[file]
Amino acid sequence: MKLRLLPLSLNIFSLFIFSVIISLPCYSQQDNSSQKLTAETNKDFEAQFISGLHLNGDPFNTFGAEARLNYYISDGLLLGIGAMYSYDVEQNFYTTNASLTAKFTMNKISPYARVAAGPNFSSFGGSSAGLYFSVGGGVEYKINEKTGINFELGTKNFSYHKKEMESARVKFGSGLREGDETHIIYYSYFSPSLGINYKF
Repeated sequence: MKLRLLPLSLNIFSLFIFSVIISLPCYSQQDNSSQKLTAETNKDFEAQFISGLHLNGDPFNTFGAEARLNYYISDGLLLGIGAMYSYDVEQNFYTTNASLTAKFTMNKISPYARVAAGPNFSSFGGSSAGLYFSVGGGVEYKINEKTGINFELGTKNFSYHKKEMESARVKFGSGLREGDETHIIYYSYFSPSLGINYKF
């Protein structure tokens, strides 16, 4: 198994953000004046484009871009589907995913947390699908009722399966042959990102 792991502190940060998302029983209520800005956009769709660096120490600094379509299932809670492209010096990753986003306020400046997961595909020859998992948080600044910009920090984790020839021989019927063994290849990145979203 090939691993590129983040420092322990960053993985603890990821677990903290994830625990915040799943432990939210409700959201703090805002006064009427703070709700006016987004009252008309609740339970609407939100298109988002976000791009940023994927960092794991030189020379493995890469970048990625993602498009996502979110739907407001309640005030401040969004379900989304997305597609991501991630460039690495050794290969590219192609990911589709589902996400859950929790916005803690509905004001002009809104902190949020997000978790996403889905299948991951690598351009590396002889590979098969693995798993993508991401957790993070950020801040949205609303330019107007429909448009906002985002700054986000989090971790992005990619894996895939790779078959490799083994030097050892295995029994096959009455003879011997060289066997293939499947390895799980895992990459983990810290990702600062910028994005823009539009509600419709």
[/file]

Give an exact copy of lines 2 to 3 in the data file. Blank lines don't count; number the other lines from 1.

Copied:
Repeated sequence: MKLRLLPLSLNIFSLFIFSVIISLPCYSQQDNSSQKLTAETNKDFEAQFISGLHLNGDPFNTFGAEARLNYYISDGLLLGIGAMYSYDVEQNFYTTNASLTAKFTMNKISPYARVAAGPNFSSFGGSSAGLYFSVGGGVEYKINEKTGINFELGTKNFSYHKKEMESARVKFGSGLREGDETHIIYYSYFSPSLGINYKF
């Protein structure tokens, strides 16, 4: 198994953000004046484009871009589907995913947390699908009722399966042959990102 792991502190940060998302029983209520800005956009769709660096120490600094379509299932809670492209010096990753986003306020400046997961595909020859998992948080600044910009920090984790020839021989019927063994290849990145979203 090939691993590129983040420092322990960053993985603890990821677990903290994830625990915040799943432990939210409700959201703090805002006064009427703070709700006016987004009252008309609740339970609407939100298109988002976000791009940023994927960092794991030189020379493995890469970048990625993602498009996502979110739907407001309640005030401040969004379900989304997305597609991501991630460039690495050794290969590219192609990911589709589902996400859950929790916005803690509905004001002009809104902190949020997000978790996403889905299948991951690598351009590396002889590979098969693995798993993508991401957790993070950020801040949205609303330019107007429909448009906002985002700054986000989090971790992005990619894996895939790779078959490799083994030097050892295995029994096959009455003879011997060289066997293939499947390895799980895992990459983990810290990702600062910028994005823009539009509600419709």